Whatever procedure is adopted, courts will have to subject to careful scrutiny any material said to be sensitive on grounds of national security. Our experience of disclosure processes under statutory CMPs suggests that it is no less time consuming than the process of examining documents for which PII has been claimed in non-statutory proceedings.

Please support both of these amendments when you are called to vote next week. The consequences for our judicial system could not be more serious. You may have seen the reports of the Supreme Court sitting in closed session for the first time in history on Thursday 21st March 2013. Lord Neuberger, the President of the Supreme Court, said the court did so only with “grave reluctance”. He spoke out regarding his concerns about this Bill on 4th March when he said: “anyone interested in democracy” would be concerned about Closed Material Procedures.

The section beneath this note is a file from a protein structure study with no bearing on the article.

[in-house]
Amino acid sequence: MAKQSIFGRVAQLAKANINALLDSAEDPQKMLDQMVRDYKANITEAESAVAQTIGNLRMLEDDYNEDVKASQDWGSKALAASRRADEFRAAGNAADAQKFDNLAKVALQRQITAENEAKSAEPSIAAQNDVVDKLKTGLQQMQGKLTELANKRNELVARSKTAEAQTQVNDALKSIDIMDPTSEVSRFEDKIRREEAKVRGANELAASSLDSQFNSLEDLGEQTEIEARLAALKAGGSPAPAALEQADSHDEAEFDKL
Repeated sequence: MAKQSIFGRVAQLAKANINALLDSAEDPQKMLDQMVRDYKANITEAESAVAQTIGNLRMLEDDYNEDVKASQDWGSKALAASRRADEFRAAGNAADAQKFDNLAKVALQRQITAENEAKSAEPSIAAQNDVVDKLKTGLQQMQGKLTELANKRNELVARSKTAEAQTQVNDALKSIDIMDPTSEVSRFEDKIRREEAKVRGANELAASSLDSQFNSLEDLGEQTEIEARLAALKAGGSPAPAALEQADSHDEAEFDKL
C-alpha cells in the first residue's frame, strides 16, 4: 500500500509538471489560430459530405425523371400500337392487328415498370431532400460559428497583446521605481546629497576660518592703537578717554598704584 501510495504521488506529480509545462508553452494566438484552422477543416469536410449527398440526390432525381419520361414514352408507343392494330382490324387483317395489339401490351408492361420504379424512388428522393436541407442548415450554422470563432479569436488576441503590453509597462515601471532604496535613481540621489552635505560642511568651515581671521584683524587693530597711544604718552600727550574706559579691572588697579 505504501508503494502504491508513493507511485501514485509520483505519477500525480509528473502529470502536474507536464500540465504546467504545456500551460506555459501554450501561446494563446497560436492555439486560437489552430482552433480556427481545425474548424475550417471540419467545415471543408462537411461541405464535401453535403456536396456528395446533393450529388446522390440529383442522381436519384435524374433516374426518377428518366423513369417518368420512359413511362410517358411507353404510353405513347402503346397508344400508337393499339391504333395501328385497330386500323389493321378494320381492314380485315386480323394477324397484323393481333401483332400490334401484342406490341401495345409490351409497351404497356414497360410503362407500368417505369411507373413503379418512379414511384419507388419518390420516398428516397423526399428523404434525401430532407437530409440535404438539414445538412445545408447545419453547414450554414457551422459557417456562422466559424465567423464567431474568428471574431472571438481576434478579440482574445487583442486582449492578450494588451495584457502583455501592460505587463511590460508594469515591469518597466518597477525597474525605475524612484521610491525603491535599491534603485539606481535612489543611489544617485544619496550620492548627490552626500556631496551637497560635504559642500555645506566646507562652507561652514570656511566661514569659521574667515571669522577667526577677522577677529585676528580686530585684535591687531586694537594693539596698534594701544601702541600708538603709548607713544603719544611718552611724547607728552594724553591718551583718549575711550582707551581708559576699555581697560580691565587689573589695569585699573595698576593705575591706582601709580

I am not in the privileged position of having a vote to determine the protection of our freedoms. You are. Please protect our democratic institutions, protect our fair trials, and vote for the amendments in line with the recommendations of the two reports from the Joint Committee on Human Rights on Tuesday 26th March.

Many thanks.

With best wishes,

[Your name]

Many thanks for everything you are doing.

Best wishes,

Martin Tod                         Charlotte Henry

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One-sided courts and secret law – David Howarth demolishes Tom McNally’s LDV article defending secret courts